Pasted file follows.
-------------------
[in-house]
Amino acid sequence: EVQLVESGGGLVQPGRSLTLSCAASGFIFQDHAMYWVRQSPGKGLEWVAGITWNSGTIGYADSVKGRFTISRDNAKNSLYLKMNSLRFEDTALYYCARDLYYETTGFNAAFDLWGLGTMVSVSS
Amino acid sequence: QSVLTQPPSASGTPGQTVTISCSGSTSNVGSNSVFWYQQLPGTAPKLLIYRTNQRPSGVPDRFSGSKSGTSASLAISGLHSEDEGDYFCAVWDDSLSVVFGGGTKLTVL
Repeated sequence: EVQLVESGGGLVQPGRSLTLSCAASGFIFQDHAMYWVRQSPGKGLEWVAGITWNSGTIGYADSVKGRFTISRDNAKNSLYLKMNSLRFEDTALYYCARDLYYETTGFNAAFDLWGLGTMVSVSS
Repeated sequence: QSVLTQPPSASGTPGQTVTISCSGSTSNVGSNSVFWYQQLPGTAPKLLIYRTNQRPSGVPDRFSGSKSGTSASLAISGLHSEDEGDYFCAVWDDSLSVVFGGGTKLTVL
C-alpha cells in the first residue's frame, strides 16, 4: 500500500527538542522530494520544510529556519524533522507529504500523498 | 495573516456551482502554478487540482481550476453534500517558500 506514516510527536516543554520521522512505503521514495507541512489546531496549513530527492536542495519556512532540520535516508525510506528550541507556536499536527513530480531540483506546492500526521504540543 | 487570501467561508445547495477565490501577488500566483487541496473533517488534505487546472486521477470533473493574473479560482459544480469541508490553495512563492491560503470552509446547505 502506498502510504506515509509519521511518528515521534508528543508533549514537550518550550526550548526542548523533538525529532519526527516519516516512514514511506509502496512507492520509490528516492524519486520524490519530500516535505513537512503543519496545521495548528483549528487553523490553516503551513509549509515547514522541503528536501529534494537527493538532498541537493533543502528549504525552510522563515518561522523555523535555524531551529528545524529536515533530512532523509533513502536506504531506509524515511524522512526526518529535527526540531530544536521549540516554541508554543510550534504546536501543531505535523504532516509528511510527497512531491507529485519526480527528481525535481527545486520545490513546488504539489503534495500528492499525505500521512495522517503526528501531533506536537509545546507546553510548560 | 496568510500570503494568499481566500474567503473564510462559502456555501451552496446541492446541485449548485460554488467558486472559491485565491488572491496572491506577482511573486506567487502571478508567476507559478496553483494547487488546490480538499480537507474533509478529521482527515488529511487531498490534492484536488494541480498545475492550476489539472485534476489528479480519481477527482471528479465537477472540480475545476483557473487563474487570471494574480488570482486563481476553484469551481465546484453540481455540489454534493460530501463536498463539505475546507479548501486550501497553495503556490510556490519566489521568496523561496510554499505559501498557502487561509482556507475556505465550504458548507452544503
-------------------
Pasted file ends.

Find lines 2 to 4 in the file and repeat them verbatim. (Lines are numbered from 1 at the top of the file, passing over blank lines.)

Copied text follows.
Amino acid sequence: EVQLVESGGGLVQPGRSLTLSCAASGFIFQDHAMYWVRQSPGKGLEWVAGITWNSGTIGYADSVKGRFTISRDNAKNSLYLKMNSLRFEDTALYYCARDLYYETTGFNAAFDLWGLGTMVSVSS
Amino acid sequence: QSVLTQPPSASGTPGQTVTISCSGSTSNVGSNSVFWYQQLPGTAPKLLIYRTNQRPSGVPDRFSGSKSGTSASLAISGLHSEDEGDYFCAVWDDSLSVVFGGGTKLTVL
Repeated sequence: EVQLVESGGGLVQPGRSLTLSCAASGFIFQDHAMYWVRQSPGKGLEWVAGITWNSGTIGYADSVKGRFTISRDNAKNSLYLKMNSLRFEDTALYYCARDLYYETTGFNAAFDLWGLGTMVSVSS